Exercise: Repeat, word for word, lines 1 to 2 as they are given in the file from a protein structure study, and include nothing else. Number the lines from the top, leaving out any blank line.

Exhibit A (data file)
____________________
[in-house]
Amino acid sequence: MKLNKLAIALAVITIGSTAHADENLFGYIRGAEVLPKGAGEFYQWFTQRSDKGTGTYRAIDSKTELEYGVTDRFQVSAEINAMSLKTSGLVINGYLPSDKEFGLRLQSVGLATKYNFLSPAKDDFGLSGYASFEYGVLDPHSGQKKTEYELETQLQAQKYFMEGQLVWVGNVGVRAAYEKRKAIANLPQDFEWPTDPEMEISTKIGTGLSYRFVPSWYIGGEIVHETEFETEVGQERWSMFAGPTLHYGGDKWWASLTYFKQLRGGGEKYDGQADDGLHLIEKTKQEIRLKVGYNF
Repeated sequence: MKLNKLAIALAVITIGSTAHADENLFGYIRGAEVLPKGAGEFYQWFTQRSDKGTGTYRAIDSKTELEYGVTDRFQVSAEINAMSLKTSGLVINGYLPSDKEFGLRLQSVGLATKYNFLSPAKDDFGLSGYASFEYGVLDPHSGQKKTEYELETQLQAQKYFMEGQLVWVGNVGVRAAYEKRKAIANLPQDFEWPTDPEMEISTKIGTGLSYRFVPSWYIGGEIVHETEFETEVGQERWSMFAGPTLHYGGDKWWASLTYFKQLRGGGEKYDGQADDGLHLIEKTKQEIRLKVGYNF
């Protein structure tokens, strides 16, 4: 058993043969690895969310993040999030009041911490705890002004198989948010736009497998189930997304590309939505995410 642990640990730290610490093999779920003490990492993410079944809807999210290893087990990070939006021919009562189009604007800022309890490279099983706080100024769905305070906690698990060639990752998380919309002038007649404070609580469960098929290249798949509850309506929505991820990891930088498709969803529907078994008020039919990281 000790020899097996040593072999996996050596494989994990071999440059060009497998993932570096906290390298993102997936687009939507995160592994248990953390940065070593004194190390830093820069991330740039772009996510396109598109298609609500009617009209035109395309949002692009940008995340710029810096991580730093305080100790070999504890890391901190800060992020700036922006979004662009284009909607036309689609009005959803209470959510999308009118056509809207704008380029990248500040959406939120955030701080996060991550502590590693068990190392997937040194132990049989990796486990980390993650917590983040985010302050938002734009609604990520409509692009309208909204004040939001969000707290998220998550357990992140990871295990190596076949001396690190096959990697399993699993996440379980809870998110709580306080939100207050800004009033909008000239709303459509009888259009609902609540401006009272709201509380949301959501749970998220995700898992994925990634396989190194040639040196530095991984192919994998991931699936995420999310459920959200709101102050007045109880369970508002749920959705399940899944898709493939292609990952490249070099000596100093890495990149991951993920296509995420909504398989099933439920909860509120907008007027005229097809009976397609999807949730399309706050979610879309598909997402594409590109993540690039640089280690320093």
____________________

[in-house]
Amino acid sequence: MKLNKLAIALAVITIGSTAHADENLFGYIRGAEVLPKGAGEFYQWFTQRSDKGTGTYRAIDSKTELEYGVTDRFQVSAEINAMSLKTSGLVINGYLPSDKEFGLRLQSVGLATKYNFLSPAKDDFGLSGYASFEYGVLDPHSGQKKTEYELETQLQAQKYFMEGQLVWVGNVGVRAAYEKRKAIANLPQDFEWPTDPEMEISTKIGTGLSYRFVPSWYIGGEIVHETEFETEVGQERWSMFAGPTLHYGGDKWWASLTYFKQLRGGGEKYDGQADDGLHLIEKTKQEIRLKVGYNF